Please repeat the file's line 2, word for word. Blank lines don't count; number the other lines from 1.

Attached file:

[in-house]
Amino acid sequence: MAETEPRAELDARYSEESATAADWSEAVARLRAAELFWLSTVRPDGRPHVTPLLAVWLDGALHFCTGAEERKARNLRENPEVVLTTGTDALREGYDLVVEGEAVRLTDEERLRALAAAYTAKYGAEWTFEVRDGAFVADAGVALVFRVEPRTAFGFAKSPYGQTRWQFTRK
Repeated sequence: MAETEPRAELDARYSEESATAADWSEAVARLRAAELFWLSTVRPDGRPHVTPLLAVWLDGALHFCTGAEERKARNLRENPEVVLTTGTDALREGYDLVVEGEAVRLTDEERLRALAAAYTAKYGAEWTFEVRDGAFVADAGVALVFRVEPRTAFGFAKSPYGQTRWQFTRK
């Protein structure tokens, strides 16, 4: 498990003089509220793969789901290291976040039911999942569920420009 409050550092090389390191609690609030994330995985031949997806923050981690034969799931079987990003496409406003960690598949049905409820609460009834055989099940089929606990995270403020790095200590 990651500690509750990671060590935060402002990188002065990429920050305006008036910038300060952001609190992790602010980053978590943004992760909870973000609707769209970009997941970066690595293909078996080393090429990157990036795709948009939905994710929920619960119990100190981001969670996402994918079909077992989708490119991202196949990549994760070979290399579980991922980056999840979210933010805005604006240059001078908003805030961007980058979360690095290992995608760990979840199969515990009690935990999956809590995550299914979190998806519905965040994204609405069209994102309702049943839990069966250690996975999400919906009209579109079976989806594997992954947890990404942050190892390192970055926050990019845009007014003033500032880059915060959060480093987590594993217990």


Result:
Amino acid sequence: MAETEPRAELDARYSEESATAADWSEAVARLRAAELFWLSTVRPDGRPHVTPLLAVWLDGALHFCTGAEERKARNLRENPEVVLTTGTDALREGYDLVVEGEAVRLTDEERLRALAAAYTAKYGAEWTFEVRDGAFVADAGVALVFRVEPRTAFGFAKSPYGQTRWQFTRK